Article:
Category

dyspareunia

What is diVa Laser Therapy?

What the diVa Laser therapy is all about

The diVa Laser therapy is a minimally invasive procedure that restores a more normal sensation and function back into the vaginal area. In doing so, you’ll be able to feel:

  • Increased  and sensation during intercourse
  • Tightened vaginal canal
  • Enhances ability to reach orgasm
  • Improved control over urinary incontinence
  • Significant improvement in confidence and quality of life

The main reasons patients come in to learn more about the diVa Laser Therapy is to aid with vaginal dryness and laxity, painful intercourse, and stress urinary incontinence.

The correlation between breast cancer and vaginal dryness

Undergoing chemotherapy or hormone treatments can result in vaginal dryness – this can be due to the early onset menopause that breast cancer treatments induce. Estrogen levels drop and the membranes of the vagina get thinner, become less flexible, and produce less lubricating fluid. All of this results in uncomfortable or painful sexual intercourse.

It’s great to have an option that is safe and easy to recommend to our patients. We’ve seen great results with the Health Canada approved diVa Laser Therapy. It delivers two types of energy to aid in resurfacing the vaginal skin, while also stimulating the re-growth of new collagen, blood vessels, and nerve endings below the surface of the vaginal walls. The potential of regenerating a natural lubrication system in the vaginal walls address the sexual distress and dysfunction (such as dyspareunia, laxity and dryness) that chemotherapy and menopause can bring on.

At Elna Sexual Wellness we keep our ear to the ground about all the new cutting-edge treatments being made available so we can best provide treatments our patients want. With every new therapy that hits the market, we celebrate the ways we can treat our patients to the benefits of restored sexual function. Call or email today to learn more about the diVa Laser Therapy.

Dr. Steinberg

 

The Pleasure in Sex

For centuries upon centuries, and even to make it a little less abstract, up until less than 30 years ago, sex education in North America was funnelled down to a talk about reproduction, and safety. By and large, the conversation went something like “these are your body parts, this is how to avoid unwanted pregnancy, and this is so and so STD.” Conversation over. That about brings us up to date on sex talks in schools, in the homes, and in conversation amongst friends. But, one very important aspect of sex talk has been left out and it is finally taking its place centre stage: Pleasure.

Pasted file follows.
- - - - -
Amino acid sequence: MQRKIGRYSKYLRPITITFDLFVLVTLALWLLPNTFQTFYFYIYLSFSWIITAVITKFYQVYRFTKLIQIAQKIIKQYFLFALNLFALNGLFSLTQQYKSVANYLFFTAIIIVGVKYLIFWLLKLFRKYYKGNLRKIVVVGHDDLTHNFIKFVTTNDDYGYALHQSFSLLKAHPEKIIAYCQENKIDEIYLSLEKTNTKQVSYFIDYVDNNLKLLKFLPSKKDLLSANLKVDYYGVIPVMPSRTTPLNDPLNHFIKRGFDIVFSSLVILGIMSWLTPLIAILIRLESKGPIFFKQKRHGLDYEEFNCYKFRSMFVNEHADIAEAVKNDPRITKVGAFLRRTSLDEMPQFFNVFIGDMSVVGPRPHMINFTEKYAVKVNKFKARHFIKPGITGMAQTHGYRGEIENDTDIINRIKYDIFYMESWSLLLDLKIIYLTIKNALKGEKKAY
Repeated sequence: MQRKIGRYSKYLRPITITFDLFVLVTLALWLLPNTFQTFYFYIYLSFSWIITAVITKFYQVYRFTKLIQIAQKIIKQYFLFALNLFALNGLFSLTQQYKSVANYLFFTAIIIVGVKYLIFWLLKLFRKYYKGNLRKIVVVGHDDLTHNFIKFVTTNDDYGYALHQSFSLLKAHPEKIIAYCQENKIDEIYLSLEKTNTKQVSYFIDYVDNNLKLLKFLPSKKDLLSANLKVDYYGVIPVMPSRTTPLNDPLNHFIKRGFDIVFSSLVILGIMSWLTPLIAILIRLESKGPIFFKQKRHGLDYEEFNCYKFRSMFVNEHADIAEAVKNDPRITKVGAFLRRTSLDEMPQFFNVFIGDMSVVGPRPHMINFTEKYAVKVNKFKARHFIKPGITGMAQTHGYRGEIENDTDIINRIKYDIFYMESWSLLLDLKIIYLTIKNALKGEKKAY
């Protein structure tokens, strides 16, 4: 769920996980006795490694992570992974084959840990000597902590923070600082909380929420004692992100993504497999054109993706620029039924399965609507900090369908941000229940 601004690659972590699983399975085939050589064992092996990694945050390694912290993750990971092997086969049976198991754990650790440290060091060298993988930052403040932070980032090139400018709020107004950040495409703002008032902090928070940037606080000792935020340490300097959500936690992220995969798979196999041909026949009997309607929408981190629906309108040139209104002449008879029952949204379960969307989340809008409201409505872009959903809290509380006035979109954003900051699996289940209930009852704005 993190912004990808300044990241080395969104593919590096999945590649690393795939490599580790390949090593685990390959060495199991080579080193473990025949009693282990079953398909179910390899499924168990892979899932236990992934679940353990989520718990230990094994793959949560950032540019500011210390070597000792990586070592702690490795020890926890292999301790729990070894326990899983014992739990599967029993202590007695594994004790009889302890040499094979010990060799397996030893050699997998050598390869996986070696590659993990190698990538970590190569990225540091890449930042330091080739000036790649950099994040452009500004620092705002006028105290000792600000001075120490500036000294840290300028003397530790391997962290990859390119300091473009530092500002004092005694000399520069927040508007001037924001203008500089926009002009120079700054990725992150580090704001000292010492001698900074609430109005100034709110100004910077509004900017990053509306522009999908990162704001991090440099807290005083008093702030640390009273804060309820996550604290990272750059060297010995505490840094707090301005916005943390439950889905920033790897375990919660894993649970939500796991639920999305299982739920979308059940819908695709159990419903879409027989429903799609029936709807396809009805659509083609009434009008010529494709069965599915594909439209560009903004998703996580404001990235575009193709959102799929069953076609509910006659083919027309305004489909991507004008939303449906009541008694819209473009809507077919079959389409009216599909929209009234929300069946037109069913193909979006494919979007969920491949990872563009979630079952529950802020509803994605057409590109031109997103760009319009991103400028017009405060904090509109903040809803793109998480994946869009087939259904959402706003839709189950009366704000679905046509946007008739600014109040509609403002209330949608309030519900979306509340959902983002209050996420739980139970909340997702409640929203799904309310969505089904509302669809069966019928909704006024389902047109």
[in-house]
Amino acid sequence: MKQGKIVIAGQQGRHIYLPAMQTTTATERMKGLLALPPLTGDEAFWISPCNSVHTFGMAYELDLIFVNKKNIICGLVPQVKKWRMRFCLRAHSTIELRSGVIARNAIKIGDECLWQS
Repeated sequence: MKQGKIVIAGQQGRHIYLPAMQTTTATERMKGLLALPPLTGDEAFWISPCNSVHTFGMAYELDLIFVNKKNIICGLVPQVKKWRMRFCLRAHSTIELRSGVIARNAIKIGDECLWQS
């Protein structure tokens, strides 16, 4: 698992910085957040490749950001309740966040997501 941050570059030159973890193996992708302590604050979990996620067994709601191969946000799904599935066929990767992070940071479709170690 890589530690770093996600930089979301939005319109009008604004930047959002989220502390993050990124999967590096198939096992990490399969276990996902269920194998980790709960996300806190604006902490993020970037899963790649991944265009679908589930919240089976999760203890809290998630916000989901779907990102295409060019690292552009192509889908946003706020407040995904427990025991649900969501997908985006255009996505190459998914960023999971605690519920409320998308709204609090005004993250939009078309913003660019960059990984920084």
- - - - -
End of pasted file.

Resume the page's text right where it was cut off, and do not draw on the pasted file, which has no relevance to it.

How can you and your partner have a better sexual experience?

According to Peggy Orenstein, author of many works discussing the discrepancy between a man and woman’s sexuality, being able to articulate your needs to your partner is one of the fundamental ways to have enjoyable sexual experiences. Pleasure-seeking sex is something that has long been shamed or stigmatized, especially for women whose sexual openness would be labelled as something other than normal. But attitudes are changing and with that, so is the conversation.

Speaking up and letting your partner know what you like and need is becoming more and more common in practice and here is one reason why: learning more about your body and all of its parts allows you to better articulate what feels good and where. Another reason is that people are becoming more candid in their conversations and focusing more on mutual trust, connection, and affection, rather than the prior framework of risks and dangers. Of course there is the fundamental mutual responsibility to practice safe sex, and that is still something that should be largely discussed, but once that conversation has been exhausted, there should be one chapter (if not a few) on sexual intimacy, pleasure, desire, arousal, and enjoyment.